Monster Beatbox Review

Posted on Nov 30 2010 - 10:38am by Gadget King

Monster Beatbox Review

The Monster Beatbox does a good job of putting out loud sound and filling a decent size room with music, from a fairly compact form factor.  For about $400 you get a very loud boombox style iPod/iPhone dock.  The top sports a convenient handle which is good because the Monster Beatbox weighs a full 13 pounds.

The Dr Dre inspired Monster Beatbox doesn't run on batteries and needs to be plugged into the wall for this loud sound.  Why do I keep mentioning the "loud" sound, because that is what you get.  On the negative side you get loud bass that will rattle everything in the area.  I guess that is from Dre.  The sound is decent but not refined, perfect for a backyard or garage style ghetto party, but don't expect amazing sound separation.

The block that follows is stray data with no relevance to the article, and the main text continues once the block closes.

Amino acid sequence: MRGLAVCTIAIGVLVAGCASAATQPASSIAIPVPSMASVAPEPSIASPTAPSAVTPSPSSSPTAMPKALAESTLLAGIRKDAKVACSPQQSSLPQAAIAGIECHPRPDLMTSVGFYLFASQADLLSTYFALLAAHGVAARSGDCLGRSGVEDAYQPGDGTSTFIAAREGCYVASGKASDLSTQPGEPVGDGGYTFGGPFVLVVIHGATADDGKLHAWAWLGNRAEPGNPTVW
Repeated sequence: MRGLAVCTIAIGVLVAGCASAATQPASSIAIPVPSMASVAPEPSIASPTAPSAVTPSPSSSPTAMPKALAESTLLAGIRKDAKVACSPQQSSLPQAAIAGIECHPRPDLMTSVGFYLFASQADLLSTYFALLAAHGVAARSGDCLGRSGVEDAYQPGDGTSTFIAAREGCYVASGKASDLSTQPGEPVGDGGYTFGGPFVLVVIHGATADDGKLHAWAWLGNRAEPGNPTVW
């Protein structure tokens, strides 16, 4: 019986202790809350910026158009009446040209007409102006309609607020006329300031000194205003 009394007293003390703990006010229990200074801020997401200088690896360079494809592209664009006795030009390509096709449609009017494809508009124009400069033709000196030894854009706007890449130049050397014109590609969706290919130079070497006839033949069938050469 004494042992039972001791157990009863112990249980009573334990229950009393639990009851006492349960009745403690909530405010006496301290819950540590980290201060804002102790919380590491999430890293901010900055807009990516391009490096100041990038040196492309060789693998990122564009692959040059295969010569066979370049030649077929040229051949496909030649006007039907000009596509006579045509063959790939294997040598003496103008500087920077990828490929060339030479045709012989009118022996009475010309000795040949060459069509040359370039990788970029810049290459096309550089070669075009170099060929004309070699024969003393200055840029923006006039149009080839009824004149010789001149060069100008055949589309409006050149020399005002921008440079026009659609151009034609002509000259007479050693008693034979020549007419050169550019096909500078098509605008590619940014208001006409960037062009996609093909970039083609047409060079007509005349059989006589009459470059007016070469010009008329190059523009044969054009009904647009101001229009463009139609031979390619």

"No, the unit isn’t ruggedized per se, but it appears well built and has an attractive minimalist–yet muscular–styling to it. The dock is on the top left of the box not far from a power button, and the volume knob has been placed in the top right corner of the unit. In terms of buttons, that’s it, though there is an auxiliary input for connecting other audio devices, and there’s a special port for an optional wireless dongle known as the Monster Streamcast Wireless System. Unfortunately, Monster hasn’t specified the price, availability date, or features of that supposedly forthcoming add-on. We wish the Bluetooth was integrated into the unit, but so it goes.

As we said, this is all about the big sound, and we found that listening to the Beatbox at close range (4 feet or so) wasn’t the best spot for listening. Because the sound is pretty aggressive, you’re better off standing back a bit and listening from longer range. That’s usually not the case with these iPod stereo systems, where the speakers are right next to each and there’s very little in the way of stereo separation. But in this case, Monster has some digital trickery working to widen the soundstage (it works well enough, though not great) and the optimal listening range is probably more in the 10- to 15-foot range, rather than less than 5 feet."


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